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Zambia Sees Positive Water Delivery

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As 2014 nears its halfway point, the capital of Zambia recently reported positive water delivery to its residents inhabiting much of the city.

The Lusaka Water and Sewerage Company, the water company that services the nation’s capital, promises a number of additional water projects to be undertaken in the months and years ahead.

“Now it is time to offer solutions because we believe that only through actions will we be judged and our actions can now tell a positive story of how we are transforming the city of Lusaka with improved service delivery,” LWSC public relations manager, Topsy Sikalinda, said.

Lusaka’s Strategic Revenue Improvement Report Programme noted the need for corporate and residential areas to see improved water reticulation, the commissioning of boreholes and an increase in water supply throughout the city.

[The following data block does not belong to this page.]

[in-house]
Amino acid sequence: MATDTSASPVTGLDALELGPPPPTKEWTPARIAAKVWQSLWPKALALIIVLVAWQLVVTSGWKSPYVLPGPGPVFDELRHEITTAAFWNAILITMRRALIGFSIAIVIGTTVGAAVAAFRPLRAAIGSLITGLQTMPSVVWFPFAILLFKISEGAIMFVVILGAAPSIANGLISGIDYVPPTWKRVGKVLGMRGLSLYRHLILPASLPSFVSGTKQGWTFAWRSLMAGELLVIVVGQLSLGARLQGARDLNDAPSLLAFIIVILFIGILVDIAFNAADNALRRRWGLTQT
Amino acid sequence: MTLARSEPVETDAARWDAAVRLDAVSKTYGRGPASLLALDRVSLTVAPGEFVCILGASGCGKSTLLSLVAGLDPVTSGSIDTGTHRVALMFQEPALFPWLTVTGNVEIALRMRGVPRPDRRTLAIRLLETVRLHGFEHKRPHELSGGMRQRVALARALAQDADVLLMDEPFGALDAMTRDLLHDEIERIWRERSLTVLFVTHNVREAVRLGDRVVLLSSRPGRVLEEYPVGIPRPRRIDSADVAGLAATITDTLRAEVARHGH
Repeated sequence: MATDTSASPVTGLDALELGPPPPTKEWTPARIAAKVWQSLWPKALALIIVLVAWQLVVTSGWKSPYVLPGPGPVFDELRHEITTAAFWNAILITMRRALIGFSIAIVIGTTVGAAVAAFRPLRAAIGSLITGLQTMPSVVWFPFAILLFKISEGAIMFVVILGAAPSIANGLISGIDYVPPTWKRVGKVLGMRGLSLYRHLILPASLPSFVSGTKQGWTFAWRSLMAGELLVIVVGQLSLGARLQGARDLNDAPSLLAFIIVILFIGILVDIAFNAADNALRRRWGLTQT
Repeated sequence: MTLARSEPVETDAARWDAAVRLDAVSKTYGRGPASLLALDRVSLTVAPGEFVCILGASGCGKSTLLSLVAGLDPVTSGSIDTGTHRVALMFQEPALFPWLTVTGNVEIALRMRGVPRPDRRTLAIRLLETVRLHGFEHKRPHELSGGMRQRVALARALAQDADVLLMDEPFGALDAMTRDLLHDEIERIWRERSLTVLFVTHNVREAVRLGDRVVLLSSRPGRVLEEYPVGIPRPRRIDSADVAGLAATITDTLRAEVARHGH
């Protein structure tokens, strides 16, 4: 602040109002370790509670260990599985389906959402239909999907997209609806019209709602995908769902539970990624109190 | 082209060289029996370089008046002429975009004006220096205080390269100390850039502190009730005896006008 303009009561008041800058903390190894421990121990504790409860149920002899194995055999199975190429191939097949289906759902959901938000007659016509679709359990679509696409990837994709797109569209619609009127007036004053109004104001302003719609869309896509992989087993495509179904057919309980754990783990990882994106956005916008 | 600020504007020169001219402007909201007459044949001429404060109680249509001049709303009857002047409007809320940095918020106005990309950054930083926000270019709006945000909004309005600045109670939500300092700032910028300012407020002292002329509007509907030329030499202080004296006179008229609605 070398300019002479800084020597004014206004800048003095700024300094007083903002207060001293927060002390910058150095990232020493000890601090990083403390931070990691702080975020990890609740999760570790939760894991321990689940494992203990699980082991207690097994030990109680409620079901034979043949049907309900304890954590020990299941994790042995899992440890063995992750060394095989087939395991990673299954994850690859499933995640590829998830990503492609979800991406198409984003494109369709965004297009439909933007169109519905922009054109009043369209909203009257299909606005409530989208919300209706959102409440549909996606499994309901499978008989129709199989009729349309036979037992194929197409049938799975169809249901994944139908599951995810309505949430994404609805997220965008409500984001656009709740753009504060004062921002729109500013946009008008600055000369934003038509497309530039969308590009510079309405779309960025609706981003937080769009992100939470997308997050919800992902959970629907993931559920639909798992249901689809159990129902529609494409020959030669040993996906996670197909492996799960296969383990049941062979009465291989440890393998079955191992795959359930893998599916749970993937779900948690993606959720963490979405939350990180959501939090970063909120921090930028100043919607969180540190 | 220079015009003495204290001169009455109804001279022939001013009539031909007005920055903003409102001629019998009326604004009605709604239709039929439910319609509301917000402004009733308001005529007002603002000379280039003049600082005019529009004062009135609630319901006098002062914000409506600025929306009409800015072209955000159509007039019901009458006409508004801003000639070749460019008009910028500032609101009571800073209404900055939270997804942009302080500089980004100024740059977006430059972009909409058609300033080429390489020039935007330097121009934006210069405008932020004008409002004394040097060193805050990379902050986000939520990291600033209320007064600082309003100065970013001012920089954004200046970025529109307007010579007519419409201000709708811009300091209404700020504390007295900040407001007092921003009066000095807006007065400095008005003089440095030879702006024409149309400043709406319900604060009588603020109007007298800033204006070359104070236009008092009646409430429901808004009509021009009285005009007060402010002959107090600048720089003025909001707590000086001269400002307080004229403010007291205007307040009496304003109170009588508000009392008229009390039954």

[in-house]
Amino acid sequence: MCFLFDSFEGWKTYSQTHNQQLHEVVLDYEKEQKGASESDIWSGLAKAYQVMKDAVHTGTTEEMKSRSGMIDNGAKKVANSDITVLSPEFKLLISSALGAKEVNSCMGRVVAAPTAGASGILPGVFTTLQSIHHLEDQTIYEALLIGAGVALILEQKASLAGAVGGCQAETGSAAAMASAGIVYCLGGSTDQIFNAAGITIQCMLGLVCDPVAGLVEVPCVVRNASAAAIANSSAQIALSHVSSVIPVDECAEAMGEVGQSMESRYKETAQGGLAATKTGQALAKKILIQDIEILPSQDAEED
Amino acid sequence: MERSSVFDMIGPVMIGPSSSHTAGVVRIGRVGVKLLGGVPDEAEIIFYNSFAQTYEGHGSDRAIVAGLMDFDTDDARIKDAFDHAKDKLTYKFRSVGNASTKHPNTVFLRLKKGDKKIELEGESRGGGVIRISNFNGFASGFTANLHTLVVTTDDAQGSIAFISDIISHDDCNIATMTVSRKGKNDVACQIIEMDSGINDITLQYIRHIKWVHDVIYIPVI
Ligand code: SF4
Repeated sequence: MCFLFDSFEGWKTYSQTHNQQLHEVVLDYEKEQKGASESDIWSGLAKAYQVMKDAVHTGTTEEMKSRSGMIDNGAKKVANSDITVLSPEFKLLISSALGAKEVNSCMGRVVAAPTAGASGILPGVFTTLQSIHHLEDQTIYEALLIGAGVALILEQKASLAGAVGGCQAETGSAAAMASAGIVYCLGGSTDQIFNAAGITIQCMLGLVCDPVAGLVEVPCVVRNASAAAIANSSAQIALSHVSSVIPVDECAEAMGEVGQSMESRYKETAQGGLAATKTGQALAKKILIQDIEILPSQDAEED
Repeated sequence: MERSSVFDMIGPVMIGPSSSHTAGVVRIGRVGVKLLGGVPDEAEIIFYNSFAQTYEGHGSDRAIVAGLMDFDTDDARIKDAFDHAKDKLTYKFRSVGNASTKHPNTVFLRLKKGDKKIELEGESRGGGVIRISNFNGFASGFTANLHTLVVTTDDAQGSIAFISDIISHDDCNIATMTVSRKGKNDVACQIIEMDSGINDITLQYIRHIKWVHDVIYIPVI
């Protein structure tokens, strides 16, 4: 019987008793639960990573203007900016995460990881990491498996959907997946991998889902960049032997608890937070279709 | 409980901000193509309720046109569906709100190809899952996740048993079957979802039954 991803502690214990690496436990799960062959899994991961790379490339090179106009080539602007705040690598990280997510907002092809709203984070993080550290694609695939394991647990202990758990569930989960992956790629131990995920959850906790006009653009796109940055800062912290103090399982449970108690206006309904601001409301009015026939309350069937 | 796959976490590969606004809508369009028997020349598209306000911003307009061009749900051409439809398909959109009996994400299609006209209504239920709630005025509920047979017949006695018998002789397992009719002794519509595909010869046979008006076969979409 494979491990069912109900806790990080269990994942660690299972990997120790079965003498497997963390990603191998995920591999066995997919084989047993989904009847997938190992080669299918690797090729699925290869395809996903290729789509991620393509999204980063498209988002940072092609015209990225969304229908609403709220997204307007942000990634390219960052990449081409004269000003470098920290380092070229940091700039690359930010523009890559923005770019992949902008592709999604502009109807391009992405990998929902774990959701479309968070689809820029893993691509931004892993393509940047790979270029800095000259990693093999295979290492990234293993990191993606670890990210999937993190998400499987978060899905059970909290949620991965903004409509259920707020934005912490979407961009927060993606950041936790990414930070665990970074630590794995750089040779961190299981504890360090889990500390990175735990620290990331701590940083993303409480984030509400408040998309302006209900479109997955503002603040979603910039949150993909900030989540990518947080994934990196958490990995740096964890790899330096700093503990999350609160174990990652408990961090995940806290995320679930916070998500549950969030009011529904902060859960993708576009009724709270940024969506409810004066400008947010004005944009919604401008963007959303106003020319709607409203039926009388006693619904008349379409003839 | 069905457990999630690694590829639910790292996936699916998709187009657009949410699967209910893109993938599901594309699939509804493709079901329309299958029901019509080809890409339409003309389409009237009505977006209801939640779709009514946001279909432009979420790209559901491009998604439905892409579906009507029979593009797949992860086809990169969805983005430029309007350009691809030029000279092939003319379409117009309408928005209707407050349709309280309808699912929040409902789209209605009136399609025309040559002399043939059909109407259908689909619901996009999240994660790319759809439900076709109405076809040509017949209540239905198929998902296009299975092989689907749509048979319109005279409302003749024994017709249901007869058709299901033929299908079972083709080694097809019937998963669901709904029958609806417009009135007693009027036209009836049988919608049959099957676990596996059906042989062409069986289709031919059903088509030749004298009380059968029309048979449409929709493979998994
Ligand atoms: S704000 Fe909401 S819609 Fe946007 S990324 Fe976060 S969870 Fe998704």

Other incomplete projects include water supply upgrades in the surrounding parts of the city. Surrounding cities and areas expect to increase yields of cubic meters of water per day through the installation of additional infrastructure.

While Lusaka and its surrounding areas have witnessed positive water services, other parts of the country continue to struggle with their water infrastructure and services.

Recently, Devolution Trust Fund manager, Sam Ng’onga, stated that nearly 2 million Zambians inhabiting low-income housing do not have access to adequate drinking water. A larger number of Zambians do not have access to legitimate sanitation services.

According to UNICEF, nearly 25 percent of Zambian schools do not have access to clean water and sanitation facilities. Among both genders, the primary education completion rate is only 72 percent.

Even though the number of Zambians who have access to water and sanitation services continues to increase, the number will need to climb further in order for the nation to meet its goal of supplying nearly all of its residents with consumable drinking water in the coming years.

– Ethan Safran

Sources: allAfrica, UNICEF